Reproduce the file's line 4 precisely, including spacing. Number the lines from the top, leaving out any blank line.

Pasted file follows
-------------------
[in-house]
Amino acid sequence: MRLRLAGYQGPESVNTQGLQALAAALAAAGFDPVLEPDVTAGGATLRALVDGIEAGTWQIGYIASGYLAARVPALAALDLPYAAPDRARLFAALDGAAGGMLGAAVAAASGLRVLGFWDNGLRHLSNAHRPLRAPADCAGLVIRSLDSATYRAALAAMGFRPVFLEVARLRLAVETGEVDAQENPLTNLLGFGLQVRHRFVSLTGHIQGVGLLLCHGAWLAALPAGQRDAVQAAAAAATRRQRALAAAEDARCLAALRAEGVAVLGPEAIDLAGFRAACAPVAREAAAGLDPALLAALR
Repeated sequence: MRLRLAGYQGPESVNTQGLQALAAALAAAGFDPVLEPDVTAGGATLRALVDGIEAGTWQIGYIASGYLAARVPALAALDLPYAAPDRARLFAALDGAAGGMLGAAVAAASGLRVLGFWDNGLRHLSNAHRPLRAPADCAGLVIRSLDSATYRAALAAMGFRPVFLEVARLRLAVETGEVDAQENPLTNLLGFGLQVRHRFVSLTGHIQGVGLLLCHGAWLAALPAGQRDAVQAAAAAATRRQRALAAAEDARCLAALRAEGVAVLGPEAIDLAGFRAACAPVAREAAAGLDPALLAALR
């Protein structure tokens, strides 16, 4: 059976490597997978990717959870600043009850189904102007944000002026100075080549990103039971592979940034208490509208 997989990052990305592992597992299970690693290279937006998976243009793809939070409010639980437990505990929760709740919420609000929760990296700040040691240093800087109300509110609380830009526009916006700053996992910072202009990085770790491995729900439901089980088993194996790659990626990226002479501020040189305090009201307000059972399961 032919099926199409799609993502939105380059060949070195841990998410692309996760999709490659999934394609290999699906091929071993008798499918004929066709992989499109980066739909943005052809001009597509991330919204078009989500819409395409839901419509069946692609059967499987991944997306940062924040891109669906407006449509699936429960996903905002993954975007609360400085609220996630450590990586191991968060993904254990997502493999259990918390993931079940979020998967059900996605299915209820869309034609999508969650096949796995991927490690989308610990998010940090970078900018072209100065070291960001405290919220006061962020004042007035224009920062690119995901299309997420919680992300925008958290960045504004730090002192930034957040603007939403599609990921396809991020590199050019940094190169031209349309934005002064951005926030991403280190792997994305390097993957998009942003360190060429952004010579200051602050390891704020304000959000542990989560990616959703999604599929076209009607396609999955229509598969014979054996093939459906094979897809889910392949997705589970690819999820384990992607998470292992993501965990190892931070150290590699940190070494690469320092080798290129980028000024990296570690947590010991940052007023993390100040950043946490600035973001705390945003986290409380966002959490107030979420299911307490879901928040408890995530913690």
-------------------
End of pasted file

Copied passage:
């Protein structure tokens, strides 16, 4: 059976490597997978990717959870600043009850189904102007944000002026100075080549990103039971592979940034208490509208 997989990052990305592992597992299970690693290279937006998976243009793809939070409010639980437990505990929760709740919420609000929760990296700040040691240093800087109300509110609380830009526009916006700053996992910072202009990085770790491995729900439901089980088993194996790659990626990226002479501020040189305090009201307000059972399961 032919099926199409799609993502939105380059060949070195841990998410692309996760999709490659999934394609290999699906091929071993008798499918004929066709992989499109980066739909943005052809001009597509991330919204078009989500819409395409839901419509069946692609059967499987991944997306940062924040891109669906407006449509699936429960996903905002993954975007609360400085609220996630450590990586191991968060993904254990997502493999259990918390993931079940979020998967059900996605299915209820869309034609999508969650096949796995991927490690989308610990998010940090970078900018072209100065070291960001405290919220006061962020004042007035224009920062690119995901299309997420919680992300925008958290960045504004730090002192930034957040603007939403599609990921396809991020590199050019940094190169031209349309934005002064951005926030991403280190792997994305390097993957998009942003360190060429952004010579200051602050390891704020304000959000542990989560990616959703999604599929076209009607396609999955229509598969014979054996093939459906094979897809889910392949997705589970690819999820384990992607998470292992993501965990190892931070150290590699940190070494690469320092080798290129980028000024990296570690947590010991940052007023993390100040950043946490600035973001705390945003986290409380966002959490107030979420299911307490879901928040408890995530913690």